Tim Burton's Alice in Wonderland (opens March 5) is the most talked-about movie since, well, since Avatar. And it seems to have spawned a mini-spree of Alice-related books in several genres.
ALICE'S ADVENTURES IN WONDERLAND By Lewis Carroll, illustration by Camille Rose Garcia, Collins Design, 159 pages, $19.99
Alice goes Goth as artist Camille Rose Garcia runs amok over Tenniel's original drawings, as still-blonde Alice features heavily-blacked eyes and tear-drop cheeks, the Cheshire cat sports a malicious grin, the Mad Hatter resembles Jack Nicholson as the Joker and the Queen of Hearts looks more like the Queen of the Night.
A IS FOR ALICE By George A. Walker, Porcupine's Quill, 62 pages, $12.95
Renowned wood-engraver Walker has compiled a charming Alice abecedarium, with snippets from Carroll's classic accompanied by engravings. Here's D is for Dormouse: " 'The dormouse is asleep again,' said the Hatter,/ and he poured a little hot tea upon its nose."
THE MYSTERY OF LEWIS CARROLL: Discovering the Whimsical, Thoughtful, and Sometimes Lonely Man Who Created Alice in Wonderland By Jenny Woolf, St. Martin's, 326 pages, $33.99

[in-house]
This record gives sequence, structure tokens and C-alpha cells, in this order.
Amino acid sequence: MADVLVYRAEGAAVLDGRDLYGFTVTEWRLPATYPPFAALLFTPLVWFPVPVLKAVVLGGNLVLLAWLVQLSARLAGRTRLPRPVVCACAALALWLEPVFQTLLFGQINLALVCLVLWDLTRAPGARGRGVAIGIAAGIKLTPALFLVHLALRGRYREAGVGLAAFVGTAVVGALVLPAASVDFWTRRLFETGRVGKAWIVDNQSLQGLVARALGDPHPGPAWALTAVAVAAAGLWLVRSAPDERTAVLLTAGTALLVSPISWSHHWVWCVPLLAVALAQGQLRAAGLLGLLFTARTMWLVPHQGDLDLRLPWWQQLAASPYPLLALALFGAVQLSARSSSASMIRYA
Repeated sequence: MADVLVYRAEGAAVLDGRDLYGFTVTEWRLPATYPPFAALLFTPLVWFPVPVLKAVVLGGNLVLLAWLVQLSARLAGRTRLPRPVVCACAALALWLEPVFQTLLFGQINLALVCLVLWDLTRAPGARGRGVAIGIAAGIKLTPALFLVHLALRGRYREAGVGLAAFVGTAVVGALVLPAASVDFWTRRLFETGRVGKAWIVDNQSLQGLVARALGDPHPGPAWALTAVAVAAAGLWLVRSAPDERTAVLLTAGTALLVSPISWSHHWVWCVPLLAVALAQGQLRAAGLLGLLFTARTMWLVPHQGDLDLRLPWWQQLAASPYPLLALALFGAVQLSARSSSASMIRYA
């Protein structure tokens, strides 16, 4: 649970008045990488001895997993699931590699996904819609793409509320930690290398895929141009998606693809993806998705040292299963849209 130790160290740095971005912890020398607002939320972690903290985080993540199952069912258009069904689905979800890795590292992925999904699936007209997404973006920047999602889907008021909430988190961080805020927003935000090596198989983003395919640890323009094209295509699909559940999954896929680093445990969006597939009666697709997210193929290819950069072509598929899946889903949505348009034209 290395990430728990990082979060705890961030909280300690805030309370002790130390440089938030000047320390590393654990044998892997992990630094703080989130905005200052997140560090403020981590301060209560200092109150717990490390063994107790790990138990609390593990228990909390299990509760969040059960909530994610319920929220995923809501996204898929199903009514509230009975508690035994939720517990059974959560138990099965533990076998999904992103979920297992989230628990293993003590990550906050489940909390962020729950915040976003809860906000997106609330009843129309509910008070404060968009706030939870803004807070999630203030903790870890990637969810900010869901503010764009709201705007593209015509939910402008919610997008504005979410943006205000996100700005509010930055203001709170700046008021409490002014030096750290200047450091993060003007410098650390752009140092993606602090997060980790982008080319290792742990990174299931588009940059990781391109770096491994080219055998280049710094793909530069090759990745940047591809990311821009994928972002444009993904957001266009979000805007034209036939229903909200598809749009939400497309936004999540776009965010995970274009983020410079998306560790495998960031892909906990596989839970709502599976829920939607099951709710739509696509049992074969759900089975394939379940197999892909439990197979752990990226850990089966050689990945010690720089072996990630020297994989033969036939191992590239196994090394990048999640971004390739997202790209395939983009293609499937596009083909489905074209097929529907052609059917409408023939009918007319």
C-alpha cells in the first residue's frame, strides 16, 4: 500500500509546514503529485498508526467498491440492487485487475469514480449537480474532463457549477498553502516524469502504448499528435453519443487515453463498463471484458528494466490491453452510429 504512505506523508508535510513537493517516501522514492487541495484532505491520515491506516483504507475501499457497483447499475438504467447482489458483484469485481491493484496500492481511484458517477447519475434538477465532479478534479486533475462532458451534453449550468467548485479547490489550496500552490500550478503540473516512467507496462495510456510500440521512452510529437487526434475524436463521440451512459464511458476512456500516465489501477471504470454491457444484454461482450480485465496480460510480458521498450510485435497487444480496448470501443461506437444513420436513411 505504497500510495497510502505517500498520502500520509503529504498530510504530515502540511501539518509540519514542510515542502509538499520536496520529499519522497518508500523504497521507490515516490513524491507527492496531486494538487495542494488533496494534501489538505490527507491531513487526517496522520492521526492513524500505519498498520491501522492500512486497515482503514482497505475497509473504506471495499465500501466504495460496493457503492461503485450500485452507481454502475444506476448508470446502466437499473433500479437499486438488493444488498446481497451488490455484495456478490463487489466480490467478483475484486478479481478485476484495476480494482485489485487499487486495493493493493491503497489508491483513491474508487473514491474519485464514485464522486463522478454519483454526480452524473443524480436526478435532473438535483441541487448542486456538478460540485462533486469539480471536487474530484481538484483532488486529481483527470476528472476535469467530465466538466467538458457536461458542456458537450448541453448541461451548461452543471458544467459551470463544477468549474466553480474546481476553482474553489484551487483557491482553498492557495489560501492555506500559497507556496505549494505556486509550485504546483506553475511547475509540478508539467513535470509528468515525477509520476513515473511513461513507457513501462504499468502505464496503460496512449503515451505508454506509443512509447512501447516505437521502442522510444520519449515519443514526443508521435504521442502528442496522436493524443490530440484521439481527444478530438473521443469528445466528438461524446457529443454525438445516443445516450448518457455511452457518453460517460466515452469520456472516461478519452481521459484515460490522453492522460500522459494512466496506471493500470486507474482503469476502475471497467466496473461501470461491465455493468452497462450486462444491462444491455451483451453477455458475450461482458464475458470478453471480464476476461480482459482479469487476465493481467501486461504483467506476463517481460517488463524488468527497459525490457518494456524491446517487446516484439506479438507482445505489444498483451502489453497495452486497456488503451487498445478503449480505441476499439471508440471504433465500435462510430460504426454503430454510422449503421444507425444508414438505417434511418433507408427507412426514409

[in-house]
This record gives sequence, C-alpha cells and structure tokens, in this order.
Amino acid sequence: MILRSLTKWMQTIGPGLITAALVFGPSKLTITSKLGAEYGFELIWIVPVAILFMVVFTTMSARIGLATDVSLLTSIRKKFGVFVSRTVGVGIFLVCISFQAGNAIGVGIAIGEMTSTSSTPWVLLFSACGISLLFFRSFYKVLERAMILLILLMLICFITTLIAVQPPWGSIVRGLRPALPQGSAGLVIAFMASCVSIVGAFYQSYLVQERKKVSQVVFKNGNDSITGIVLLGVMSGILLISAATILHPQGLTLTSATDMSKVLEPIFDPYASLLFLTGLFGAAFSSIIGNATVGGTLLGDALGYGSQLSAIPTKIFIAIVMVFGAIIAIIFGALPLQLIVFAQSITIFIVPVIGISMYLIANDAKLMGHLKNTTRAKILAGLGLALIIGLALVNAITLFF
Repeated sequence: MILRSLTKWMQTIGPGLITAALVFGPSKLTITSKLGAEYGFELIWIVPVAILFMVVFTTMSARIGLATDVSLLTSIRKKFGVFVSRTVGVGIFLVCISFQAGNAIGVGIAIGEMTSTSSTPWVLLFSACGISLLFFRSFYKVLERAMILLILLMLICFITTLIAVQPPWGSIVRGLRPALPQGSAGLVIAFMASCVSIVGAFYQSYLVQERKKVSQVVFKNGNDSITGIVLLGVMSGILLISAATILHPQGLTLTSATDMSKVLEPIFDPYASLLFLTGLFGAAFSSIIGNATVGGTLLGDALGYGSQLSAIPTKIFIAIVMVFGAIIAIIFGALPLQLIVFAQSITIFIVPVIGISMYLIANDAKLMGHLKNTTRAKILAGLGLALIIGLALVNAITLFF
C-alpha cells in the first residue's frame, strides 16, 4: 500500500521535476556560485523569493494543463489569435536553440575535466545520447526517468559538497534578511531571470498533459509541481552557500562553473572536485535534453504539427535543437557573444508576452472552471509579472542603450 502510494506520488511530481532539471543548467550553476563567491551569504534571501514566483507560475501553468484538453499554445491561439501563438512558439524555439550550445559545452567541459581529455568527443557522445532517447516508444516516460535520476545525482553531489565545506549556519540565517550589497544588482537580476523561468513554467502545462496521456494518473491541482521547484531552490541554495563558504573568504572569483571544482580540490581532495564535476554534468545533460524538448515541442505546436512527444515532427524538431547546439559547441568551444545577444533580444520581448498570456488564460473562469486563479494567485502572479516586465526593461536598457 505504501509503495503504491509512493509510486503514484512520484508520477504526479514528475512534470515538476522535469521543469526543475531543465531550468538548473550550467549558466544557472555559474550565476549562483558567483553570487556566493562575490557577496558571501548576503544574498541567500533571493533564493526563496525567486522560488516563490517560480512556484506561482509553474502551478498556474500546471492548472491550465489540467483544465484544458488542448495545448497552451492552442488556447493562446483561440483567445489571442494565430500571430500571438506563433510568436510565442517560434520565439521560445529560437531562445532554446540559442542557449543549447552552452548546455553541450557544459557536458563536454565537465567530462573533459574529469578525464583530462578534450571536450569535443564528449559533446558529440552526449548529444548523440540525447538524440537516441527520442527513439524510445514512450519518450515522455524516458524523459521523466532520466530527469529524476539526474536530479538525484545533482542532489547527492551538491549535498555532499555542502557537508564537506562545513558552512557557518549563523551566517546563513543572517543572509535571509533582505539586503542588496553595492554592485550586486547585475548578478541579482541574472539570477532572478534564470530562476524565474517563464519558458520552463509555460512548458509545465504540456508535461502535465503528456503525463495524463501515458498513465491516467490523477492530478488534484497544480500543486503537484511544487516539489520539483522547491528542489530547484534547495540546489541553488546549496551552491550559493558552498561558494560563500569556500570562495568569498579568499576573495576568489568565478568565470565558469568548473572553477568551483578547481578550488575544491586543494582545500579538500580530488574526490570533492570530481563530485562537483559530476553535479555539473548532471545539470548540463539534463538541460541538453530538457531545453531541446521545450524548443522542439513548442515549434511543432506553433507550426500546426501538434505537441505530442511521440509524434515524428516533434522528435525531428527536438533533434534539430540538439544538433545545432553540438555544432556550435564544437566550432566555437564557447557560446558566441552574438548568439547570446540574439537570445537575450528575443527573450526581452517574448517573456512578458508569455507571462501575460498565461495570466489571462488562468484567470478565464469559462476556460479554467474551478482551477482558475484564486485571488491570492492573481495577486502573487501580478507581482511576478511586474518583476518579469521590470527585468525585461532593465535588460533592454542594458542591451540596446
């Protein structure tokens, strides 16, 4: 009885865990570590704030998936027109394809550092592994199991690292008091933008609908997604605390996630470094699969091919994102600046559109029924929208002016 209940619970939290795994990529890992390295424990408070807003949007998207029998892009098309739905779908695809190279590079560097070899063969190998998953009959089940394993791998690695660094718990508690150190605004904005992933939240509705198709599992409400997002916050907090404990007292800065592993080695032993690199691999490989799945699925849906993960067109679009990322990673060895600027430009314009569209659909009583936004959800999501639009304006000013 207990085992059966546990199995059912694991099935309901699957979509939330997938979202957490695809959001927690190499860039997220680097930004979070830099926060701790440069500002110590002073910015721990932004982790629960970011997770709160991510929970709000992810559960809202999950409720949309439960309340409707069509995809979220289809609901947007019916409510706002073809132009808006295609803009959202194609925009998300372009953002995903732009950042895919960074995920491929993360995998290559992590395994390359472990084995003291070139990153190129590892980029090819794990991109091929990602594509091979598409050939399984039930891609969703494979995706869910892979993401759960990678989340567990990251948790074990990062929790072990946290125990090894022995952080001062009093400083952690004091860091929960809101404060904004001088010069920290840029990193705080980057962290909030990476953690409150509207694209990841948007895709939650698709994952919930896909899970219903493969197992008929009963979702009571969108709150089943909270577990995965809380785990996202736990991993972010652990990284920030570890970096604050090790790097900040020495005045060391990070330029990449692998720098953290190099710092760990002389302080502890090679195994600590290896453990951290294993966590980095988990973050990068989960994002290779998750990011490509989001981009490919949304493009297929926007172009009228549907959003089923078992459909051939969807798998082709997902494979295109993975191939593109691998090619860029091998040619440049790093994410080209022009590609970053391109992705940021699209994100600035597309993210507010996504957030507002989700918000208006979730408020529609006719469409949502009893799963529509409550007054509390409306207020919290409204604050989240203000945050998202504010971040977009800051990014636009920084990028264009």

Carroll (a.k.a. Charles Lutwidge Dodgson) was a secretive and complex man, revelling in puzzle, of which his life is not the least. His latest biographer finds him not guilty of active pedophilia, though his very Victorian penchant for photographing pre-pubescent girls such as Alice Liddell, sometimes in the nude, remains decidedly creepy.
ALICE I HAVE BEEN By Melanie Benjamin, Delacorte, 351 pages, $29.95
Continuing the current mania for novels in which writers attempt to imagine the inner lives of real people, we have an octogenarian Alice Liddell looking back over her life, the way in which her relationship with Carroll shaped it, and her subsequent adventures, and misadventures in fictional Realityland.
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